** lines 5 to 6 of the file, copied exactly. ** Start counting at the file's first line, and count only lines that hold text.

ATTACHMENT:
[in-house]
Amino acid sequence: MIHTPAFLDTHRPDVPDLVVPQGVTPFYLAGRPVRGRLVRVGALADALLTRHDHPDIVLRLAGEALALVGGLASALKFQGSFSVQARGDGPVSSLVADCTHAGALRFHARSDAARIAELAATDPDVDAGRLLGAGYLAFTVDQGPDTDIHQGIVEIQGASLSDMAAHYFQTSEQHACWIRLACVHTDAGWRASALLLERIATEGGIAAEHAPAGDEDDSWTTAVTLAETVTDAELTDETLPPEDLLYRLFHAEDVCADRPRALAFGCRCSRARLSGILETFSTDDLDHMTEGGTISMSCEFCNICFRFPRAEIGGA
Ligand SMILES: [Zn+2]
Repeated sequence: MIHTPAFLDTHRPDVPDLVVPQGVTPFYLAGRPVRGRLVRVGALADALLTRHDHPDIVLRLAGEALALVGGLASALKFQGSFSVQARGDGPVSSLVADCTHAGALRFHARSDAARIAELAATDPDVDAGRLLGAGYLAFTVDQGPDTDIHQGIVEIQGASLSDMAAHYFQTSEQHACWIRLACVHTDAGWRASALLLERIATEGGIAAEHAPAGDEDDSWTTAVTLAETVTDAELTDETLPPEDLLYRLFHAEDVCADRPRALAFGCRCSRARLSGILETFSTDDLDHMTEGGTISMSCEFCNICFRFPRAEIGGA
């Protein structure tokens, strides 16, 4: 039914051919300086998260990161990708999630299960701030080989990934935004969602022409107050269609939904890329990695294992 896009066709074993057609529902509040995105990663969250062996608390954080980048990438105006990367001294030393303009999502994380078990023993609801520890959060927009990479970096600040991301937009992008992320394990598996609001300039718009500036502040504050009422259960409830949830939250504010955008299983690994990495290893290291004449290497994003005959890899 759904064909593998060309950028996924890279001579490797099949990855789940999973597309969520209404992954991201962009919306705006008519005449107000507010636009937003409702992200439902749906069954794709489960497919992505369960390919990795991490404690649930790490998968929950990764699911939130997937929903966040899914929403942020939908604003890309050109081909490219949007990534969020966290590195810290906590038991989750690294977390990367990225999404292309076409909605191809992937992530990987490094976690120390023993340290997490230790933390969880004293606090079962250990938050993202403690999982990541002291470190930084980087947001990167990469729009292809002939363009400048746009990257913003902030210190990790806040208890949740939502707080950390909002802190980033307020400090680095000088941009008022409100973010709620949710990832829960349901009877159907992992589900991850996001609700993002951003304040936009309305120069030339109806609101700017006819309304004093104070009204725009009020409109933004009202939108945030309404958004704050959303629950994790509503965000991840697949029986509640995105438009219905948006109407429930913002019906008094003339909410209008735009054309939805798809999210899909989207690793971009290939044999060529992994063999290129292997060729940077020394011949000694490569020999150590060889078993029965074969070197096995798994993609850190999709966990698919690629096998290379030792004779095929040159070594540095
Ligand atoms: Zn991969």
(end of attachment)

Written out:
């Protein structure tokens, strides 16, 4: 039914051919300086998260990161990708999630299960701030080989990934935004969602022409107050269609939904890329990695294992 896009066709074993057609529902509040995105990663969250062996608390954080980048990438105006990367001294030393303009999502994380078990023993609801520890959060927009990479970096600040991301937009992008992320394990598996609001300039718009500036502040504050009422259960409830949830939250504010955008299983690994990495290893290291004449290497994003005959890899 759904064909593998060309950028996924890279001579490797099949990855789940999973597309969520209404992954991201962009919306705006008519005449107000507010636009937003409702992200439902749906069954794709489960497919992505369960390919990795991490404690649930790490998968929950990764699911939130997937929903966040899914929403942020939908604003890309050109081909490219949007990534969020966290590195810290906590038991989750690294977390990367990225999404292309076409909605191809992937992530990987490094976690120390023993340290997490230790933390969880004293606090079962250990938050993202403690999982990541002291470190930084980087947001990167990469729009292809002939363009400048746009990257913003902030210190990790806040208890949740939502707080950390909002802190980033307020400090680095000088941009008022409100973010709620949710990832829960349901009877159907992992589900991850996001609700993002951003304040936009309305120069030339109806609101700017006819309304004093104070009204725009009020409109933004009202939108945030309404958004704050959303629950994790509503965000991840697949029986509640995105438009219905948006109407429930913002019906008094003339909410209008735009054309939805798809999210899909989207690793971009290939044999060529992994063999290129292997060729940077020394011949000694490569020999150590060889078993029965074969070197096995798994993609850190999709966990698919690629096998290379030792004779095929040159070594540095
Ligand atoms: Zn991969």